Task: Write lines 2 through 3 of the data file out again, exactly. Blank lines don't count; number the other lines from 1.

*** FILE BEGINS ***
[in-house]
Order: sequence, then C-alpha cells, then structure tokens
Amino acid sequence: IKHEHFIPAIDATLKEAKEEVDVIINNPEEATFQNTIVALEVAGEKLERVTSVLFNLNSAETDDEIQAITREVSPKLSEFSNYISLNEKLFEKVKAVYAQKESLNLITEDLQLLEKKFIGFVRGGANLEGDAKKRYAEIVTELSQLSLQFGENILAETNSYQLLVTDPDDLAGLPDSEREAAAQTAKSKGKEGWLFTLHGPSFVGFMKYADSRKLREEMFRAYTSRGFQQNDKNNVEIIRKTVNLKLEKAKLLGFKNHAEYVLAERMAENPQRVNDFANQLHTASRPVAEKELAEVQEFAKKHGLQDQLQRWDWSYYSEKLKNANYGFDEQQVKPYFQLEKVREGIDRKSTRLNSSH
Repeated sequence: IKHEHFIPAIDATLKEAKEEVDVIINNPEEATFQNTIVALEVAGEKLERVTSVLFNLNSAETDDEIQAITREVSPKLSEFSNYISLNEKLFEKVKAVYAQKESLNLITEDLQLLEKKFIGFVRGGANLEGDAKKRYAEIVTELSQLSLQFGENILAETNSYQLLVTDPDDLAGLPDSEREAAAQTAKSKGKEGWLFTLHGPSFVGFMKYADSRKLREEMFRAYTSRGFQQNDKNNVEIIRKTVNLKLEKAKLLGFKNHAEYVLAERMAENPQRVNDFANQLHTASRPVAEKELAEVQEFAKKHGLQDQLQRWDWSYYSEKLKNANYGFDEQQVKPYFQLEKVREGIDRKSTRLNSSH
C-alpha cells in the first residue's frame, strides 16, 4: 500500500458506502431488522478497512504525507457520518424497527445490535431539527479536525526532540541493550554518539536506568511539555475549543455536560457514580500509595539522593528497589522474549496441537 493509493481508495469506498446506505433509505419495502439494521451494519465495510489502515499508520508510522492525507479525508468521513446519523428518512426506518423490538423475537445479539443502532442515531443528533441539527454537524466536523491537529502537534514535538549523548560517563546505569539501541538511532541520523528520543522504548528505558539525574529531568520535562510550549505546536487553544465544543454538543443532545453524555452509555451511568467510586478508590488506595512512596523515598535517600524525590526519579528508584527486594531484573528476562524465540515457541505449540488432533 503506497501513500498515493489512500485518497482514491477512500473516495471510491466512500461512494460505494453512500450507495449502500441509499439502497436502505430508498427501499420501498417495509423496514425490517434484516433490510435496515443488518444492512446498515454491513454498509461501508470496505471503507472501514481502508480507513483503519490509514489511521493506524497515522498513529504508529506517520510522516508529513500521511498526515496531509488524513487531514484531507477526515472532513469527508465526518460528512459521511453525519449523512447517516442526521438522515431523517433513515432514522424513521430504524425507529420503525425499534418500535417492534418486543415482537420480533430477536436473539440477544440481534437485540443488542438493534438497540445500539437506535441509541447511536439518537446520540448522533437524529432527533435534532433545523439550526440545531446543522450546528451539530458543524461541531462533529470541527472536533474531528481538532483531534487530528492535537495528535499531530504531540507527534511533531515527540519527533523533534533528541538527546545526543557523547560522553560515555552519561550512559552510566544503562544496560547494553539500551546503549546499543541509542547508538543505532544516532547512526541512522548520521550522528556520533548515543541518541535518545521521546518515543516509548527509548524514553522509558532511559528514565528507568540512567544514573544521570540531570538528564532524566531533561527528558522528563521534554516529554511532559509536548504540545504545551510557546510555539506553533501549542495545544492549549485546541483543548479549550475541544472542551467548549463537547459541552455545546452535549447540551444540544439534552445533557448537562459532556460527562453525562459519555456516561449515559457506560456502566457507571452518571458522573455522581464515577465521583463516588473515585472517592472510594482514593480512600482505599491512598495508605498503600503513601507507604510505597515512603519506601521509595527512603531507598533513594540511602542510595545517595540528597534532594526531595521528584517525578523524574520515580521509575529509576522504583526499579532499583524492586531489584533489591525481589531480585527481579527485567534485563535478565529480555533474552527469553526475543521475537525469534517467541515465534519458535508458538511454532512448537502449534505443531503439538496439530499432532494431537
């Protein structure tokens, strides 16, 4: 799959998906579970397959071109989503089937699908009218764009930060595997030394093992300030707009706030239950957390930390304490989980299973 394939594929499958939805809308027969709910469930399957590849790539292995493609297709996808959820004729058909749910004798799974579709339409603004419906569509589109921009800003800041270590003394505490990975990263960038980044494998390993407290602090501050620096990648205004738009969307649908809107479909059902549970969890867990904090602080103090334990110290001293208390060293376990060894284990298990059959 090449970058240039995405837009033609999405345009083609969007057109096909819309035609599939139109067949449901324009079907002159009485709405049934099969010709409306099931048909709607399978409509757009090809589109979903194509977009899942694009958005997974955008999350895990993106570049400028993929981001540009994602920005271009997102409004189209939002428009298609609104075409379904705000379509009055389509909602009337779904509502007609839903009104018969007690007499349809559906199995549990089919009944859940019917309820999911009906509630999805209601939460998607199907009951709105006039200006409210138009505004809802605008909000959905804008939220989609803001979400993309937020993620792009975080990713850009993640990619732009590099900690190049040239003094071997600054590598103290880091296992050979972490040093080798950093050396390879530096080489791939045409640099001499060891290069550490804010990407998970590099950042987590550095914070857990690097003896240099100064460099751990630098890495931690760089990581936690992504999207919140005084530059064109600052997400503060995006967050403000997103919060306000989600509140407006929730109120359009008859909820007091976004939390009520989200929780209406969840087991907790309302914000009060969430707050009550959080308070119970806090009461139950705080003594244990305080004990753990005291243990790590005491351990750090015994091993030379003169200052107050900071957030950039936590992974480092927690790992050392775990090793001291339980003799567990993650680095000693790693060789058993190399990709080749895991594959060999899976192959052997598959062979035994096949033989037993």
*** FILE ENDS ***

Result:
Order: sequence, then C-alpha cells, then structure tokens
Amino acid sequence: IKHEHFIPAIDATLKEAKEEVDVIINNPEEATFQNTIVALEVAGEKLERVTSVLFNLNSAETDDEIQAITREVSPKLSEFSNYISLNEKLFEKVKAVYAQKESLNLITEDLQLLEKKFIGFVRGGANLEGDAKKRYAEIVTELSQLSLQFGENILAETNSYQLLVTDPDDLAGLPDSEREAAAQTAKSKGKEGWLFTLHGPSFVGFMKYADSRKLREEMFRAYTSRGFQQNDKNNVEIIRKTVNLKLEKAKLLGFKNHAEYVLAERMAENPQRVNDFANQLHTASRPVAEKELAEVQEFAKKHGLQDQLQRWDWSYYSEKLKNANYGFDEQQVKPYFQLEKVREGIDRKSTRLNSSH